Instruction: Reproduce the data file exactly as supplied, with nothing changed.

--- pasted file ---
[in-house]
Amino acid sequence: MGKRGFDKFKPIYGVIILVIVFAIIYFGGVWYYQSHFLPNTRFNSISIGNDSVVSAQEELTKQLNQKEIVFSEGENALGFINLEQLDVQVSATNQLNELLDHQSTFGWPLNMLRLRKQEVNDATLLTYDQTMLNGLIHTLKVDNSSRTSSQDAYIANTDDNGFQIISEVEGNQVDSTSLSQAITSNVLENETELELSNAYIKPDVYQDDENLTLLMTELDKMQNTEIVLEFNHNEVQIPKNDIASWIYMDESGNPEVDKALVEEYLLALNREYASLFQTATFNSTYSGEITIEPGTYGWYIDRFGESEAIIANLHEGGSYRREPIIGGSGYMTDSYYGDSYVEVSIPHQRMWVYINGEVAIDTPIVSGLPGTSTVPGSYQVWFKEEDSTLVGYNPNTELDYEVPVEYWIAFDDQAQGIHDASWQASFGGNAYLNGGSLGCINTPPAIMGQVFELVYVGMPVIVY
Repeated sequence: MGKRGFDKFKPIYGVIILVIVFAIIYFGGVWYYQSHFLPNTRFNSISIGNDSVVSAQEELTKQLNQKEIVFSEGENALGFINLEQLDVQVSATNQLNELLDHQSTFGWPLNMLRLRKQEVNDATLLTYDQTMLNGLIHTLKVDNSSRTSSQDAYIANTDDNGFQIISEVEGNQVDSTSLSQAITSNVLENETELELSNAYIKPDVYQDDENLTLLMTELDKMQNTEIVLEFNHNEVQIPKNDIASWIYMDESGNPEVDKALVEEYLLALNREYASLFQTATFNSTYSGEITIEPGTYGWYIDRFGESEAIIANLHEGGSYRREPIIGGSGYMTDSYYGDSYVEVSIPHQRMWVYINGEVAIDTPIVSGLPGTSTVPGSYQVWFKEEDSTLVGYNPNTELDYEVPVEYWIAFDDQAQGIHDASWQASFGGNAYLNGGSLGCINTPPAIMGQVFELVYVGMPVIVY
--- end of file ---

[in-house]
Amino acid sequence: MGKRGFDKFKPIYGVIILVIVFAIIYFGGVWYYQSHFLPNTRFNSISIGNDSVVSAQEELTKQLNQKEIVFSEGENALGFINLEQLDVQVSATNQLNELLDHQSTFGWPLNMLRLRKQEVNDATLLTYDQTMLNGLIHTLKVDNSSRTSSQDAYIANTDDNGFQIISEVEGNQVDSTSLSQAITSNVLENETELELSNAYIKPDVYQDDENLTLLMTELDKMQNTEIVLEFNHNEVQIPKNDIASWIYMDESGNPEVDKALVEEYLLALNREYASLFQTATFNSTYSGEITIEPGTYGWYIDRFGESEAIIANLHEGGSYRREPIIGGSGYMTDSYYGDSYVEVSIPHQRMWVYINGEVAIDTPIVSGLPGTSTVPGSYQVWFKEEDSTLVGYNPNTELDYEVPVEYWIAFDDQAQGIHDASWQASFGGNAYLNGGSLGCINTPPAIMGQVFELVYVGMPVIVY
Repeated sequence: MGKRGFDKFKPIYGVIILVIVFAIIYFGGVWYYQSHFLPNTRFNSISIGNDSVVSAQEELTKQLNQKEIVFSEGENALGFINLEQLDVQVSATNQLNELLDHQSTFGWPLNMLRLRKQEVNDATLLTYDQTMLNGLIHTLKVDNSSRTSSQDAYIANTDDNGFQIISEVEGNQVDSTSLSQAITSNVLENETELELSNAYIKPDVYQDDENLTLLMTELDKMQNTEIVLEFNHNEVQIPKNDIASWIYMDESGNPEVDKALVEEYLLALNREYASLFQTATFNSTYSGEITIEPGTYGWYIDRFGESEAIIANLHEGGSYRREPIIGGSGYMTDSYYGDSYVEVSIPHQRMWVYINGEVAIDTPIVSGLPGTSTVPGSYQVWFKEEDSTLVGYNPNTELDYEVPVEYWIAFDDQAQGIHDASWQASFGGNAYLNGGSLGCINTPPAIMGQVFELVYVGMPVIVY